Got Too Many Marbles In Small-Caps?
After a great run, stocks of small companies look pricey. It may be time to make a trade.
(MONEY Magazine) – What an awesome streak. For six straight years, the stocks of small companies have outpaced large stocks big-time, chalking up an annualized 9.4% gain vs. a paltry 1.7% return for blue chips. Naturally, investors have noticed, and they poured $21 billion into small-cap funds in just the past year.
Can this rally keep going? Perhaps, but warning signs abound that small-caps are peaking. "We figure we're in the last inning or two of this ball game," says Liz Ann Sonders, chief investment strategist at Charles Schwab. That's not to say you should dump small-caps: They help to diversify your portfolio. But their shares tend to swing more wildly than larger stocks', and they're starting to look especially risky now. Here's why.
It's been too good for too long. Small stocks usually rack up the biggest returns during the early stages of an economic recovery. That's because smaller companies tend to suffer the most in a downturn and then rebound more quickly as the economy comes out of recession. The current recovery has reached its mid- to late stage, forecasters say, which is typically a time when large-cap stocks take the lead from small stocks. "We expect investors to get more defensive this year and seek out large-caps, which offer steadier growth prospects," says Steven DeSanctis, director of small-stock research at Prudential Equity. "That's why it may make sense for investors to shift some money from small to large stocks."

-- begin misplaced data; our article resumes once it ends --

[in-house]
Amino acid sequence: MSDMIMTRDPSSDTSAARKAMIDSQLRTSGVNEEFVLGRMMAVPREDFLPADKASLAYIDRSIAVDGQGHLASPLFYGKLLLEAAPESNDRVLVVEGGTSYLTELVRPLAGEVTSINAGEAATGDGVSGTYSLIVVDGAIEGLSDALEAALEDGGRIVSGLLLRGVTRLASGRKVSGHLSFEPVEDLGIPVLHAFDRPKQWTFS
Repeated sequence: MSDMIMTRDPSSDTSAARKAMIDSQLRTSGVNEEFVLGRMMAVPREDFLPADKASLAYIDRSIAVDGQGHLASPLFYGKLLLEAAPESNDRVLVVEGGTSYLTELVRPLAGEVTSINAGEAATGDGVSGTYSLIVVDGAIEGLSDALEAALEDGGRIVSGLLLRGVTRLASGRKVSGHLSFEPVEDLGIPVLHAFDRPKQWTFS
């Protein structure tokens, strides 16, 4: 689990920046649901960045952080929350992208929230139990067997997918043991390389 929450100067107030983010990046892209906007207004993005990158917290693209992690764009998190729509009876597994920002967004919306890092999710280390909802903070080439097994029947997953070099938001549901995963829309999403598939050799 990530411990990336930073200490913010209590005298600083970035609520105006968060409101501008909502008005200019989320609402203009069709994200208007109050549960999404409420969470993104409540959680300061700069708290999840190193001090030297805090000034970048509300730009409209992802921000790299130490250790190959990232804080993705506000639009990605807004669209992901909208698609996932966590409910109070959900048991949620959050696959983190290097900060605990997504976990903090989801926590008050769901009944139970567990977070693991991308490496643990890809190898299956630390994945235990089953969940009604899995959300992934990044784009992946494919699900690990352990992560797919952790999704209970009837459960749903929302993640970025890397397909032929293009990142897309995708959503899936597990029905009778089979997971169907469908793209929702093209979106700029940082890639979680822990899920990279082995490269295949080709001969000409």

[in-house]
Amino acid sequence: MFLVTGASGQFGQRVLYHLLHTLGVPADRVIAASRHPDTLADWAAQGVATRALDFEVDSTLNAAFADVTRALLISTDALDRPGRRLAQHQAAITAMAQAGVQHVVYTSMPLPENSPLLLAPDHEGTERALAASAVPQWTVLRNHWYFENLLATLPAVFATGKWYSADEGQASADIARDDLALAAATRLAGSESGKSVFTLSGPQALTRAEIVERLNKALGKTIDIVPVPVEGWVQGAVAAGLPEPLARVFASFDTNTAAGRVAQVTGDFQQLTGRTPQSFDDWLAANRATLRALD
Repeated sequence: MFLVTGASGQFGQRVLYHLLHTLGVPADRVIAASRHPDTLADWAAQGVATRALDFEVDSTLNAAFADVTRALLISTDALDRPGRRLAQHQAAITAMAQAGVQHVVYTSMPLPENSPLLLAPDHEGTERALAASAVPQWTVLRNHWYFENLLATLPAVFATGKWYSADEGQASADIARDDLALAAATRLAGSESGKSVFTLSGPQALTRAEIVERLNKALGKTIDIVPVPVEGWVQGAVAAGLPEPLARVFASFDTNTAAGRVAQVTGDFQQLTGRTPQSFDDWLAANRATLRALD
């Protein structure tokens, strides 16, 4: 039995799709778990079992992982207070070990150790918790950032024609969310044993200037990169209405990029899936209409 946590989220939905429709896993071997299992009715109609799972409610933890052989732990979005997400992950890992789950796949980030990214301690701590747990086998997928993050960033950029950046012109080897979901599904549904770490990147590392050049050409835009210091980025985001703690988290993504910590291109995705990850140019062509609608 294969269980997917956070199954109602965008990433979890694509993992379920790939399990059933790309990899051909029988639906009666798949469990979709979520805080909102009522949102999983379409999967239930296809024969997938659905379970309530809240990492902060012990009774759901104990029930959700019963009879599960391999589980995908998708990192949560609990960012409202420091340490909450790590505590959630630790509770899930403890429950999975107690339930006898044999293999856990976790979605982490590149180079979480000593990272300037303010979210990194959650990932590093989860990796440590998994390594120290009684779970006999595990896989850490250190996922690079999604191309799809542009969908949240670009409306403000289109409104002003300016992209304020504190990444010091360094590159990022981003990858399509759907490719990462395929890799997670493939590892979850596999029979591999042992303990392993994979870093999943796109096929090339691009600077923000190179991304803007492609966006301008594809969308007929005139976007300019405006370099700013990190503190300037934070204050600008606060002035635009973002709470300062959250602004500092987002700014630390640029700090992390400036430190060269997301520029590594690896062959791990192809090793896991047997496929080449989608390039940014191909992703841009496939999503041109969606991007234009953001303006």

Prices are higher but earnings aren't. Because small stocks are risky, on average investors give them a lower valuation than large stocks. But the recent rally has pushed small stocks up to the point that their average price-to-earnings ratio stands at 26.9 vs. 19.9 for large stocks--a 26% premium. "For small-cap stocks to outperform at this stage, you need stronger earnings growth compared with large-caps," says Jack Laporte, manager of T. Rowe Price New Horizons. "But as the economy continues to slow, you're not likely to see those 20% earnings gains."